It starts with the CCCC, moves to the CHC and then on to the CAC before a final stop at the DRA.

That’s the GAA’s disciplinary system at its most simple - but of course, it’s not nearly as simple as that. This is something that Waterford hurling fans will get to know well before the All-Ireland final.

So let’s start with the various bodies. There’s the Central Competitions Control Committee (CCCC), the Central Hearings Committee (CHC) and Central Appeals Committee (CAC), which all fall under the control of Croke Park.

At the top of the tree is the Disputes Resolution Authority (DRA), whose members are appointed by the GAA, but which operates independently of the Association.

These committees came about in 2005 under the administration of then-GAA President Sean Kelly. Their members change every three years and are appointed by the incoming Uachtarán.

There was a feeling at the times that the disciplinary process needed to be streamlined and also that something needed to be done to stem the rising tide of cases taken to the courts by players against Croke Park in order to get bans overturned.

The final straw came in 2004 when Westmeath midfielder Rory O’Connell sought, and was granted, a high court injunction against a three month suspension imposed on him by the old Games Administration Committee.

Former GAA President Sean Kelly in 2005

This allowed him to play in the Lake County’s historic, and so far only, Leinster final win over Laois that year.

The main function of the CCCC is set fixtures at a national level and appoint referees. They also review referee’s reports, applying any suspensions that may arise coming from sendings-off, or cumulative black cards.

Another role is to review footage of games where they feel further disciplinary action needs to be taken, though this can only happen once the referee confirms that they missed the incident in question.

If the ref says that they saw the incident and took appropriate action, the CCCC’s hands are tied.

The last resort for a player is the Disputes Resolution Authority (DRA), essentially the GAA’s version of the international Court of Arbitration for Sport.

In other words, Conor Gleeson of Waterford will be handed an automatic one-match ban for his strike in Sunday’s All-Ireland semi-final win over Cork. Austin Gleeson must wait before finding out has the CCCC found anything in his apparent face mask pull on Luke Meade on video review.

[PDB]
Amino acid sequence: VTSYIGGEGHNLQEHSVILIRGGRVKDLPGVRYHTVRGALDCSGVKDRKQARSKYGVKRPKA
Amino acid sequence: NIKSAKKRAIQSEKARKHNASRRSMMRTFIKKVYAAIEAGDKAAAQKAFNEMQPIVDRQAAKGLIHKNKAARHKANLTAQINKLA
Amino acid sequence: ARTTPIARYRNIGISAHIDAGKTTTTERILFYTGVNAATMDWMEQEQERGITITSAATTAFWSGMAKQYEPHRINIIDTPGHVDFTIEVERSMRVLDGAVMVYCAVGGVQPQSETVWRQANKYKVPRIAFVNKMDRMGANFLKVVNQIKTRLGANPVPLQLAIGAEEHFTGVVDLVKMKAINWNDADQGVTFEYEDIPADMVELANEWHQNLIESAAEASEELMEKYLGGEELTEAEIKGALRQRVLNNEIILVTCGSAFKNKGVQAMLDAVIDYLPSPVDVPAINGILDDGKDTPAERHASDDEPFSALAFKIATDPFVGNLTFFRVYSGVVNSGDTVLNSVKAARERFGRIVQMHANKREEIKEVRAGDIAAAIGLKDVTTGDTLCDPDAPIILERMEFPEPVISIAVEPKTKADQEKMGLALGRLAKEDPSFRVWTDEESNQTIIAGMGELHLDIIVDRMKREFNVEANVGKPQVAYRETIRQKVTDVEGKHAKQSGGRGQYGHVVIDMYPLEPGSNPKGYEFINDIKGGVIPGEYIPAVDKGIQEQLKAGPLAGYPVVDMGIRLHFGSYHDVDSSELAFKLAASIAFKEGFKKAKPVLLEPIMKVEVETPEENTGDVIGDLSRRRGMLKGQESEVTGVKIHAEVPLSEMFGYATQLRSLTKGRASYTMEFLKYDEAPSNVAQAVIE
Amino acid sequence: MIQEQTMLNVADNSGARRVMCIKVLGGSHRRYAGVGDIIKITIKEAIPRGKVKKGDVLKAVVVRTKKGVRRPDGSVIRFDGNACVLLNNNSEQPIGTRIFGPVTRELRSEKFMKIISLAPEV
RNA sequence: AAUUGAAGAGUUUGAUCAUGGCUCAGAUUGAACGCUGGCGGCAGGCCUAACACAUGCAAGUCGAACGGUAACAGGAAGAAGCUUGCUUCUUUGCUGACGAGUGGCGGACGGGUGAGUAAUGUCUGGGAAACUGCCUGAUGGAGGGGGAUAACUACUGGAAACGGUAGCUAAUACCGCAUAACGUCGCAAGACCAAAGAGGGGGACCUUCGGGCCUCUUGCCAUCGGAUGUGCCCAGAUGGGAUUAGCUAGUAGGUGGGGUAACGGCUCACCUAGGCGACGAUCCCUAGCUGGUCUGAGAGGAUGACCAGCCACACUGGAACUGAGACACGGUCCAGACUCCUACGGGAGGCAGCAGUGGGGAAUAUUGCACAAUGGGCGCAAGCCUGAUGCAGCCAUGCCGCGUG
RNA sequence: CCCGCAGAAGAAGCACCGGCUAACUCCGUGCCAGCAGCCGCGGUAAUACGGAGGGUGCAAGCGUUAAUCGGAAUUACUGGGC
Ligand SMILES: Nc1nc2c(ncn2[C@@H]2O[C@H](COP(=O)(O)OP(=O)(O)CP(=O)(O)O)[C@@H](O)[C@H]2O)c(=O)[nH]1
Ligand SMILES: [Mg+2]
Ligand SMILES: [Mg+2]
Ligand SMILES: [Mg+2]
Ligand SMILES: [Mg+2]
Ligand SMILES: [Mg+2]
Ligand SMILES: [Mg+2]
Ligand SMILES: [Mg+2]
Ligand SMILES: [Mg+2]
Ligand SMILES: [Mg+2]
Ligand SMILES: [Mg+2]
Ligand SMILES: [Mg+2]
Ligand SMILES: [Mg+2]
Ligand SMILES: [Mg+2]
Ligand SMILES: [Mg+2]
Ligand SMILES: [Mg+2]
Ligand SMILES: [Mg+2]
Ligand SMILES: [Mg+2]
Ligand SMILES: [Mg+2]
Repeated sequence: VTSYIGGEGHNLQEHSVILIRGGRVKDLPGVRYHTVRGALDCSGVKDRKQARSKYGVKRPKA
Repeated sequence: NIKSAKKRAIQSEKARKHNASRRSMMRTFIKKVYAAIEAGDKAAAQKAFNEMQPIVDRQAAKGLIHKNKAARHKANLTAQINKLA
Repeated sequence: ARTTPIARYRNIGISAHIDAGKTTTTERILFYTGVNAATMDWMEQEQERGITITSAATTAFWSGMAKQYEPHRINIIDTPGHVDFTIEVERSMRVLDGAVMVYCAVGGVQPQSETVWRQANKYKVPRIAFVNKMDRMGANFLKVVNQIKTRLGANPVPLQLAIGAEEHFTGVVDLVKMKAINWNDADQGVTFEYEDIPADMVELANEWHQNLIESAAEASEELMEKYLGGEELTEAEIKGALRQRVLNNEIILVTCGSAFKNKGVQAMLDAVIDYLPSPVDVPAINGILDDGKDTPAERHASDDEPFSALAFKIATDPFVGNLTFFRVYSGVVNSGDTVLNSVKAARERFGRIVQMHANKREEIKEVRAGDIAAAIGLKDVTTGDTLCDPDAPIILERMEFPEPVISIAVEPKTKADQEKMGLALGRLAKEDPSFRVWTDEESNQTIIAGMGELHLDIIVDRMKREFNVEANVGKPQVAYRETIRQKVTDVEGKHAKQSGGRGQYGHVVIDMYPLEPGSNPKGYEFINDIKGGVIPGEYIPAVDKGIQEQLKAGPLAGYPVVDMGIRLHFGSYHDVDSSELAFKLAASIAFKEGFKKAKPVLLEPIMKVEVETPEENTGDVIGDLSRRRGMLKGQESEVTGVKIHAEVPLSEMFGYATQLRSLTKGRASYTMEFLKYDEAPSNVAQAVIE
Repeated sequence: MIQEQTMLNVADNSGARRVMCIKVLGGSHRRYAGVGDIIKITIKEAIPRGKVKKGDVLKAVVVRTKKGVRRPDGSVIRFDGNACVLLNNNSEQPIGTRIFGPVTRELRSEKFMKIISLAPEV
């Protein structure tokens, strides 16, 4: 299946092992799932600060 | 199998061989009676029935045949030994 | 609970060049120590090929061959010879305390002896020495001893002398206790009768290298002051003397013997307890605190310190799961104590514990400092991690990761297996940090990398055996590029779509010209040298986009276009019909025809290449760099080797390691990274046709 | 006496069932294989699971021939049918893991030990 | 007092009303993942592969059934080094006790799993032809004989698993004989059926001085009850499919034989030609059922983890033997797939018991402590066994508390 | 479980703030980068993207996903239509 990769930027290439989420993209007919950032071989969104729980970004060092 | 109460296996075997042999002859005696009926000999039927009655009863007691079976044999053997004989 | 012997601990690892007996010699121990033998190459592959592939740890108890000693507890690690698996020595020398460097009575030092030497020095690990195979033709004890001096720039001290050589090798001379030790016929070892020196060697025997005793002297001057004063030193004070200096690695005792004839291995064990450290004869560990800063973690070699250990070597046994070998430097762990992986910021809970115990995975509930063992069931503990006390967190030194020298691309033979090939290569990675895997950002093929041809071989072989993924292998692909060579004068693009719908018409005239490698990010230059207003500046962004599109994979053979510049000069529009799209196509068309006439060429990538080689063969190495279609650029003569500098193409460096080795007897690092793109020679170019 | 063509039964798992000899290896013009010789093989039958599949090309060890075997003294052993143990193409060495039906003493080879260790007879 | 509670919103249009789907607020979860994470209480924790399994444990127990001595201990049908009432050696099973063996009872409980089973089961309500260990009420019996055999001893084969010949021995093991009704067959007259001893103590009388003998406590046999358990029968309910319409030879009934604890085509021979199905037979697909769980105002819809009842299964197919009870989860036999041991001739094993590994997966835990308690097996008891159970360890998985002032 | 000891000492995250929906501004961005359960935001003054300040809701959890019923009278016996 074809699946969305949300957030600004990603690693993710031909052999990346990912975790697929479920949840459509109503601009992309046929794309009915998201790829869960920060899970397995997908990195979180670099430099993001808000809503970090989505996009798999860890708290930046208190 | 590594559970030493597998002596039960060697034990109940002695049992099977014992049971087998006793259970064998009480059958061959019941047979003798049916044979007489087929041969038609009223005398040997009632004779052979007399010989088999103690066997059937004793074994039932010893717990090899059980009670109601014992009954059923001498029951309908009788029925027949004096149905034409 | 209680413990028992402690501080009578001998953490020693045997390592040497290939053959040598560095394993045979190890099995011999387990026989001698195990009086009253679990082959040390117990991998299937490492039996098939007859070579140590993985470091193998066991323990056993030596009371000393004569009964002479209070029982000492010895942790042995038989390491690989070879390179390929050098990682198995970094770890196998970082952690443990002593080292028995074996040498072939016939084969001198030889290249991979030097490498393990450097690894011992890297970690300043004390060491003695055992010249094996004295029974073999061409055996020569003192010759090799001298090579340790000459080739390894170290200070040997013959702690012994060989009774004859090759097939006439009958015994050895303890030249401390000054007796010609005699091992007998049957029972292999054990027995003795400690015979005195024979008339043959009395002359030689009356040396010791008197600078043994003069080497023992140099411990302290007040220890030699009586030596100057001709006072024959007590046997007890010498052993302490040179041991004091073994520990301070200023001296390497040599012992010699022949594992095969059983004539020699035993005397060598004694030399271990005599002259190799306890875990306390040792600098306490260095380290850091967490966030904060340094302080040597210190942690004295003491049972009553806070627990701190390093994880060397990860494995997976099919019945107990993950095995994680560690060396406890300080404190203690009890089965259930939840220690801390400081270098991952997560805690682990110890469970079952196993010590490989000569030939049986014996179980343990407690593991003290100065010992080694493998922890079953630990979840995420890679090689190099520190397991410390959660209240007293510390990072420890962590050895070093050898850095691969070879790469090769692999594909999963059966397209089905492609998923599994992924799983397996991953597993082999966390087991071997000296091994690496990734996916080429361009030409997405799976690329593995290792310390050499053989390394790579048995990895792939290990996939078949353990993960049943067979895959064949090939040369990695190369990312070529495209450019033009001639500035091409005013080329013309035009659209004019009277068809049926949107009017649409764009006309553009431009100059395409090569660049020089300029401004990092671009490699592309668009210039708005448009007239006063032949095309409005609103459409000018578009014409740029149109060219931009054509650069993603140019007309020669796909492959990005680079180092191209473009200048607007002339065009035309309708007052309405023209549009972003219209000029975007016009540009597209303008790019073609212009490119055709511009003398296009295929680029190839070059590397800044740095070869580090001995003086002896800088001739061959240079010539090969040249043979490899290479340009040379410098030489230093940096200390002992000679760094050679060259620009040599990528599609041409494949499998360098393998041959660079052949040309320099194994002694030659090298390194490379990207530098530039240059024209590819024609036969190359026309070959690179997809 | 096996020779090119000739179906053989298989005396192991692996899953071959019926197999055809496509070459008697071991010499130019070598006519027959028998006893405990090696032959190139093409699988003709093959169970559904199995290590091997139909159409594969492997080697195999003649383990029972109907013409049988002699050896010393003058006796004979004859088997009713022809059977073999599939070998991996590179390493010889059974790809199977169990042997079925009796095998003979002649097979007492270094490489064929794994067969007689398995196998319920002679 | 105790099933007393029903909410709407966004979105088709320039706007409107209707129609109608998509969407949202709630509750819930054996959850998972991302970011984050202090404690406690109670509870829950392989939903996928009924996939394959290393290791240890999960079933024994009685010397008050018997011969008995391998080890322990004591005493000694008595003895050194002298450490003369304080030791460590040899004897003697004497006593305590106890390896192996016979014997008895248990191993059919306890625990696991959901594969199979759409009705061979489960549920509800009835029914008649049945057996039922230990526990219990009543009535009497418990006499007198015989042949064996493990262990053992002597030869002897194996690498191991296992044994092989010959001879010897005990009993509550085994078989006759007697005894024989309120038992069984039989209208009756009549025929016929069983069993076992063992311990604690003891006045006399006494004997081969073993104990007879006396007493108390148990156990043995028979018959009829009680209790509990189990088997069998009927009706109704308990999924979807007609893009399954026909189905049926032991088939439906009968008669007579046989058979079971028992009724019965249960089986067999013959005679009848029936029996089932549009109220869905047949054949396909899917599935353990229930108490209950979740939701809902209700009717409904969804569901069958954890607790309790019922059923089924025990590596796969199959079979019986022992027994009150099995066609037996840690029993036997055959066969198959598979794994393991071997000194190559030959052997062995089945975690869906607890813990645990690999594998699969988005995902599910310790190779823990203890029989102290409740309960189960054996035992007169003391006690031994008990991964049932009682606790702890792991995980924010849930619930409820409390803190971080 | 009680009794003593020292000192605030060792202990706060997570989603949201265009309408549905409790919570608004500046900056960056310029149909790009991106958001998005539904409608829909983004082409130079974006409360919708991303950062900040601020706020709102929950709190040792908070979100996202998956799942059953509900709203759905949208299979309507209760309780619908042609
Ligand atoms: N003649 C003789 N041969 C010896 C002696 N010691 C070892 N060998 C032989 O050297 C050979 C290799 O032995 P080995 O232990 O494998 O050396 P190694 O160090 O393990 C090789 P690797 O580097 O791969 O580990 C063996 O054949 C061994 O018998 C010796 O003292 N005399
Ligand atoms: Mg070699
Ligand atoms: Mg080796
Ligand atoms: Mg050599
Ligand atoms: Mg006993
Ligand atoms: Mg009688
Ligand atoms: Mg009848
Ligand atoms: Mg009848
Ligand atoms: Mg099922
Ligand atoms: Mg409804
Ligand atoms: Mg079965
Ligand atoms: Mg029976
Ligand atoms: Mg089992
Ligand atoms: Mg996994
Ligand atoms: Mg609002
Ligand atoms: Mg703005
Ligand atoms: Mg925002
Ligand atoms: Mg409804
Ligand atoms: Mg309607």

The CCCC only recommends a punishment, for example an automatic one-game ban for a straight red card following a striking incident. It is then up to the player in question to either accept or contest that sanction.

In the words of Kelly when he was unveiling the new system, the CCCC are essentially the gardaí, while the CHC are the court.

If a player contests the punishment they have been given, they request an appearance before the hearings committee. The CHC have the power to uphold a CCCC sanction, increase it, decrease or overturn it altogether.

Austin Gleeson caught on camera

If they player doesn’t get the result they want their next port of call is the Central Appeals Committee (CAC). This body’s role is simply to uphold or quash a penalty or to send it back to the CCCC for review - in essence they are the appeals court.

The last resort for a player is the Disputes Resolution Authority (DRA), essentially the GAA’s version of the international Court of Arbitration for Sport.

Its presence means cases involving football and hurling suspensions can’t find their way into the courts of the land without a visit to the DRA first. The thinking is that the court would be highly unlikely to overrule the DRA should it go that far.

The DRA, currently headed up by former Offaly hurler Rory Hanniffy, generally rules only on procedural matters and technicalities. Waterford’s Tadhg de Búrca went all the way to the DRA in a bid to have his semi-final suspension overturned following his red card in the win over Wexford.

The case was heard the Thursday night before the game and the ruling only came out in the early hours of Friday morning, but he was unable to prove that the CCCC had made any procedural errors and thus he missed the game.